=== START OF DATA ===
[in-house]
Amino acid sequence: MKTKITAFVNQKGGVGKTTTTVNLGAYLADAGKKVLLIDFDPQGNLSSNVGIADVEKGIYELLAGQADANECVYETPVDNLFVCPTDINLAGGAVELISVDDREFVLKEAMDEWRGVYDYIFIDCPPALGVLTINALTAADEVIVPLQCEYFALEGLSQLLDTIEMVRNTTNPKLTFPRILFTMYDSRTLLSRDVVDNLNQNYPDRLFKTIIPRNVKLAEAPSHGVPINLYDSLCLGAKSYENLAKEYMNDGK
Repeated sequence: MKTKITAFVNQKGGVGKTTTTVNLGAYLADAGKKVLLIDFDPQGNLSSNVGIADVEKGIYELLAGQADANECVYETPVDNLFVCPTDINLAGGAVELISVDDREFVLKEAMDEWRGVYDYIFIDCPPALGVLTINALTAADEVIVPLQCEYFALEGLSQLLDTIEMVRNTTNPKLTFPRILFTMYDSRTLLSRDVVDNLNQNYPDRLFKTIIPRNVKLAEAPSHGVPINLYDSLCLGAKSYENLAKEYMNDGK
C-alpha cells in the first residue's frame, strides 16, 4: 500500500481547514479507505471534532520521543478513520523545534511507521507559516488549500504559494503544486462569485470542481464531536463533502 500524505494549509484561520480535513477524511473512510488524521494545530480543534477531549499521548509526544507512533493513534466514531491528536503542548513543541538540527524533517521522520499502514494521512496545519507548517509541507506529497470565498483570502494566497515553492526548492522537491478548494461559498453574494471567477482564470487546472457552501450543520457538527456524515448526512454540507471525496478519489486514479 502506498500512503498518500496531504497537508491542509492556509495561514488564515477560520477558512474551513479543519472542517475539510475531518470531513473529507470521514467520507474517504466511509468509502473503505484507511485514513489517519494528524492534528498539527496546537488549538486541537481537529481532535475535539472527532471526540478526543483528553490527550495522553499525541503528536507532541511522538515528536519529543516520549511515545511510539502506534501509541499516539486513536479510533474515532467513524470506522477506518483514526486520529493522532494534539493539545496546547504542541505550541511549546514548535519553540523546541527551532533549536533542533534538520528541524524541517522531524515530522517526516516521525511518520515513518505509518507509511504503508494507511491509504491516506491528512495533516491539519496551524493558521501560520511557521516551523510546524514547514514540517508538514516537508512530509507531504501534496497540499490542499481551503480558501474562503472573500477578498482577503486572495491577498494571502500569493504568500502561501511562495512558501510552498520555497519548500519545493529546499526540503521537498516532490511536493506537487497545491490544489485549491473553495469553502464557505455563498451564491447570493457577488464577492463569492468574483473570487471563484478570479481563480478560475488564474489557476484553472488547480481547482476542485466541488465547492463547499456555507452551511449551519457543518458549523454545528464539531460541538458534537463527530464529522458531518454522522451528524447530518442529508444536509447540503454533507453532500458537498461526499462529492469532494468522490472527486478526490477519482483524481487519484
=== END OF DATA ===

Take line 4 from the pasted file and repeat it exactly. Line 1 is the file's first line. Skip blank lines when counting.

C-alpha cells in the first residue's frame, strides 16, 4: 500500500481547514479507505471534532520521543478513520523545534511507521507559516488549500504559494503544486462569485470542481464531536463533502 500524505494549509484561520480535513477524511473512510488524521494545530480543534477531549499521548509526544507512533493513534466514531491528536503542548513543541538540527524533517521522520499502514494521512496545519507548517509541507506529497470565498483570502494566497515553492526548492522537491478548494461559498453574494471567477482564470487546472457552501450543520457538527456524515448526512454540507471525496478519489486514479 502506498500512503498518500496531504497537508491542509492556509495561514488564515477560520477558512474551513479543519472542517475539510475531518470531513473529507470521514467520507474517504466511509468509502473503505484507511485514513489517519494528524492534528498539527496546537488549538486541537481537529481532535475535539472527532471526540478526543483528553490527550495522553499525541503528536507532541511522538515528536519529543516520549511515545511510539502506534501509541499516539486513536479510533474515532467513524470506522477506518483514526486520529493522532494534539493539545496546547504542541505550541511549546514548535519553540523546541527551532533549536533542533534538520528541524524541517522531524515530522517526516516521525511518520515513518505509518507509511504503508494507511491509504491516506491528512495533516491539519496551524493558521501560520511557521516551523510546524514547514514540517508538514516537508512530509507531504501534496497540499490542499481551503480558501474562503472573500477578498482577503486572495491577498494571502500569493504568500502561501511562495512558501510552498520555497519548500519545493529546499526540503521537498516532490511536493506537487497545491490544489485549491473553495469553502464557505455563498451564491447570493457577488464577492463569492468574483473570487471563484478570479481563480478560475488564474489557476484553472488547480481547482476542485466541488465547492463547499456555507452551511449551519457543518458549523454545528464539531460541538458534537463527530464529522458531518454522522451528524447530518442529508444536509447540503454533507453532500458537498461526499462529492469532494468522490472527486478526490477519482483524481487519484